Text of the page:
Where do dreams come from? It’s an age-old question, something people have been wondering and theorising about for millennia.
Whereas ancient civilisations may have interpreted dreams as having supernatural or spiritual origins, in modern society, we’re more likely to analyse our dreams in terms of our waking life, looking for meaningful connections linking the content of dreams with lived experiences from our day-to-day existence.
“Research has repeatedly provided strong support for what sleep scientists refer to as the ‘continuity hypothesis of dreams‘: most dreams are a continuation of what is happening in everyday life,” researchers led by computer scientist Alessandro Fogli from Roma Tre University in Italy explain in a new study.
“It turns out that everyday life impacts dreaming (e.g. anxiety in life leads to dreams with negative affect) and vice versa (e.g. dreaming impacts problem-solving skills).”
These psychological theories date back to the work of Sigmund Freud and others in the 20th century, who spearheaded the notion that the hidden meanings of dreams could be unlocked when examined within the context of a person’s real-world experiences.
In contemporary dream analysis, therapists attempt to help patients interpret their dreams, via the use of dream reports, looking for clues, symbols, and structures that might correspond with other parts of the dreamer’s life.
One of the most well regarded systems for interpreting dream reports is called the Hall and Van de Castle system, which codifies dreams in terms of the characters that appear within them, the interactions these characters have, and the effects these interactions subsequently have on the characters, among many other concepts.
One problem with the system however, is that it can be a slow and time-consuming process to manually sift through dream reports to identify these elements, which is why sleep scientists these days are continually looking into algorithmic solutions that can automate the task of recognising and annotating dream content in terms of the Hall and Van de Castle method.
In their new study, Fogli and his team have come up with a new way of doing this – one which they used to track people’s dreams on a vast scale, analysing a set of 24,000 dreams from a giant public database of dream reports called DreamBank.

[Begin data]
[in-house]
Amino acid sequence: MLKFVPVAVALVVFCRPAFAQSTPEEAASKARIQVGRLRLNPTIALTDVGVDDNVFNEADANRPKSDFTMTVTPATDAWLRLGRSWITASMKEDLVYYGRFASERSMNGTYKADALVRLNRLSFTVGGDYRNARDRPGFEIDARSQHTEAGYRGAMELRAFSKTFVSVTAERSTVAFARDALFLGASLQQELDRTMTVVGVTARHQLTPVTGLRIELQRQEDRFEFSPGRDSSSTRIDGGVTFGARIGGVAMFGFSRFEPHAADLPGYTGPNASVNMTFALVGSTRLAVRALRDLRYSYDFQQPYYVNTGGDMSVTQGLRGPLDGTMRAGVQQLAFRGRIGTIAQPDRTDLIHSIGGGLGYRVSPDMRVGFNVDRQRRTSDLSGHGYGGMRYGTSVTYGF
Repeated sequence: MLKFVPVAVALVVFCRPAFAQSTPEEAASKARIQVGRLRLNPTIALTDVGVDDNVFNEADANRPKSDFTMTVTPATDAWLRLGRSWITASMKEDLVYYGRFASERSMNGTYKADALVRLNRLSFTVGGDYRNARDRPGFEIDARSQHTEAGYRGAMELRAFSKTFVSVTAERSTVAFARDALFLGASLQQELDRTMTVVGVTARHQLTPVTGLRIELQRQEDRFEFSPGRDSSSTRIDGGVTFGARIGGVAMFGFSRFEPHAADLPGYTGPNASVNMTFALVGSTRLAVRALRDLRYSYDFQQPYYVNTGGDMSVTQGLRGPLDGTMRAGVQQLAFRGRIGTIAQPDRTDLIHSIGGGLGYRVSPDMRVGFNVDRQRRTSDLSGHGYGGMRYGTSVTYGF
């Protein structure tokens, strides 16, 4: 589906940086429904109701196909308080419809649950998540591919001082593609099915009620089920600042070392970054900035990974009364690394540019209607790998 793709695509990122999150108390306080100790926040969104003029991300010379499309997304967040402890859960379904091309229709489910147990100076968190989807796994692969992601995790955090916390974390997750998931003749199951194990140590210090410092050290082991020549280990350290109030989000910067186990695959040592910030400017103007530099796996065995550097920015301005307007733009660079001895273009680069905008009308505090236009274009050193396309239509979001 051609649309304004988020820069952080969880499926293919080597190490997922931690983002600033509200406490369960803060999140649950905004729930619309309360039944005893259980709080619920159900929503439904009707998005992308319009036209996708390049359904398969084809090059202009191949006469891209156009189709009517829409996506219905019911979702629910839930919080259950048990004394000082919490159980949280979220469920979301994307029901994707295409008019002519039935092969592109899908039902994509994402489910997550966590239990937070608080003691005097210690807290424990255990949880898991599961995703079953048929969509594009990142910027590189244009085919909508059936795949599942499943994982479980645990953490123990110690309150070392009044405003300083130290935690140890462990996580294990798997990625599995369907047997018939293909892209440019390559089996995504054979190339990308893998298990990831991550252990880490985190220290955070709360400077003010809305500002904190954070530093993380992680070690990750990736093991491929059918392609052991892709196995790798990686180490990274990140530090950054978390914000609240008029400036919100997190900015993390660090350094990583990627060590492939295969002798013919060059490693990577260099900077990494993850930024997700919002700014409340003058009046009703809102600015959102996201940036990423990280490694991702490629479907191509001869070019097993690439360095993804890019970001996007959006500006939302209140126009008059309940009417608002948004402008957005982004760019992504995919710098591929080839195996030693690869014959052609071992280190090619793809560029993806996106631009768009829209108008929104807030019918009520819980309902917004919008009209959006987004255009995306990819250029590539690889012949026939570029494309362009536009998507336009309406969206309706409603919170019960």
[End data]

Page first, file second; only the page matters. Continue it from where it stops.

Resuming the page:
“We designed a tool that automatically scores dream reports by operationalising the widely used dream analysis scale by Hall and Van de Castle,” the researchers explain.
“We validated the tool’s effectiveness on hand-annotated dream reports … and tested what sleep scientists call the ‘continuity hypothesis’ at this unprecedented scale.”
The team’s dream processing tool simplifies the Hall and Van de Castle system, parsing the text of dream reports and focusing on characters, social interactions, and emotions words.
“These three dimensions are considered to be the most important ones in aiding the interpretation of dreams,” the team writes, “as they define the backbone of a dream plot: who was present, which actions were performed and which emotions were expressed.”
When they compared the output of their language processing tool against hand-annotated notes of dream reports written by dream experts, the results matched about three-quarters of the time; not a perfect score, but a promising signal that suggests technological developments like this could lead to new kinds of breakthroughs in dream research.
The researchers also found in their data evidence to support the continuity hypothesis – the notion that dreams are a continuation of what happens in everyday life. According to the researchers, the dream reports contained various “statistical markers” reflecting what the dreamers likely experienced in real life.
You can explore facets of their analysis, all based on the dreams of real people, at this website, which replicates data from the project.
While it’s far from being the last word on what our dreams really mean and where they come from, the researchers say approaches like this in the future will make it easier to quantify important aspects of dreams, and could even make it possible to “build technologies that bridge the current gap between real life and dreaming”.
The findings are reported in Royal Society Open Science.